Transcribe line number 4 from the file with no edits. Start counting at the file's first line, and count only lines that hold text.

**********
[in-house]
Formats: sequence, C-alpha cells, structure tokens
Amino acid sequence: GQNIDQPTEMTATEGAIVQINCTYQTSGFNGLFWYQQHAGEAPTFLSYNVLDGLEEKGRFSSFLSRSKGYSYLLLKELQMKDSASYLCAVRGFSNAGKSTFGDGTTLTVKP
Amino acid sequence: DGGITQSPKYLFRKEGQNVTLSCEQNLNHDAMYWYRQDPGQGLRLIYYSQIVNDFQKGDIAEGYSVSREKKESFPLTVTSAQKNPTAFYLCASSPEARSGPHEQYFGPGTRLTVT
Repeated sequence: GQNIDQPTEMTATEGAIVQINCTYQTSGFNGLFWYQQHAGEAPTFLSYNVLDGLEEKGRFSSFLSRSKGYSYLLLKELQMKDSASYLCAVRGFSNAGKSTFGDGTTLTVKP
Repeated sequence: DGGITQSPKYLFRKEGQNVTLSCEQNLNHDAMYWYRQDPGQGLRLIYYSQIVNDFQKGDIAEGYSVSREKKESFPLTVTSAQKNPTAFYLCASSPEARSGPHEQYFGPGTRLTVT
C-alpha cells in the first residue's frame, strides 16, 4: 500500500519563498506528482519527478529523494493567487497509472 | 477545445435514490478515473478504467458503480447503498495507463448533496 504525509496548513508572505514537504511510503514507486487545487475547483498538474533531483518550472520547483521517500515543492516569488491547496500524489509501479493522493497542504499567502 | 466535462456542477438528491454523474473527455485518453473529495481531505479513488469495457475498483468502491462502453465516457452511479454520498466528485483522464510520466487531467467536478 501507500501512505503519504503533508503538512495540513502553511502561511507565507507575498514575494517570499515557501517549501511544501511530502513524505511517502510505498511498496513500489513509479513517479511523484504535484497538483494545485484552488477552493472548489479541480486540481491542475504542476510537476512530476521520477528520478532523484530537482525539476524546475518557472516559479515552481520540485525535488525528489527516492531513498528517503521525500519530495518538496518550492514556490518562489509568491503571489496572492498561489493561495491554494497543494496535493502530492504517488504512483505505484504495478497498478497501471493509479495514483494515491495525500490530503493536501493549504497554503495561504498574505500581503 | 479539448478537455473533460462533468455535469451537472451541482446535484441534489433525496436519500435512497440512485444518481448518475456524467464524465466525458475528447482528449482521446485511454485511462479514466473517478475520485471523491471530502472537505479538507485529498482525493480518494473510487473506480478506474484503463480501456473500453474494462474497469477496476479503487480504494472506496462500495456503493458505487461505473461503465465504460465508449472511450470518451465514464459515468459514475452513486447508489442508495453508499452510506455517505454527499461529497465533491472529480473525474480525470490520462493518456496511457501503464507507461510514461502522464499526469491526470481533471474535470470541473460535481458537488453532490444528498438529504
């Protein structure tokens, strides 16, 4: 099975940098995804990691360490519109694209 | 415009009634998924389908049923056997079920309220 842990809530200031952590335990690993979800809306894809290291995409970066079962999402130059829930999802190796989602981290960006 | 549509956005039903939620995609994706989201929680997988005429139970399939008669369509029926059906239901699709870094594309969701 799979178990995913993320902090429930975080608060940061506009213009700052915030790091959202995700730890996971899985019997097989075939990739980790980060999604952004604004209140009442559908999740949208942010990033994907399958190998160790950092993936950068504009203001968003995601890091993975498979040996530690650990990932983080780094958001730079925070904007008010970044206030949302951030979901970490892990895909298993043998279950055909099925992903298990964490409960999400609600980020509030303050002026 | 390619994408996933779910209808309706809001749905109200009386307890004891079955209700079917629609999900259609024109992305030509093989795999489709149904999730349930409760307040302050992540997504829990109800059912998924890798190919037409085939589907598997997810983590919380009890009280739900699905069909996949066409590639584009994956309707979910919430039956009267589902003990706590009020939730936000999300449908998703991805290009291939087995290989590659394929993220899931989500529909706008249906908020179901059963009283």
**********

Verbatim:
Amino acid sequence: DGGITQSPKYLFRKEGQNVTLSCEQNLNHDAMYWYRQDPGQGLRLIYYSQIVNDFQKGDIAEGYSVSREKKESFPLTVTSAQKNPTAFYLCASSPEARSGPHEQYFGPGTRLTVT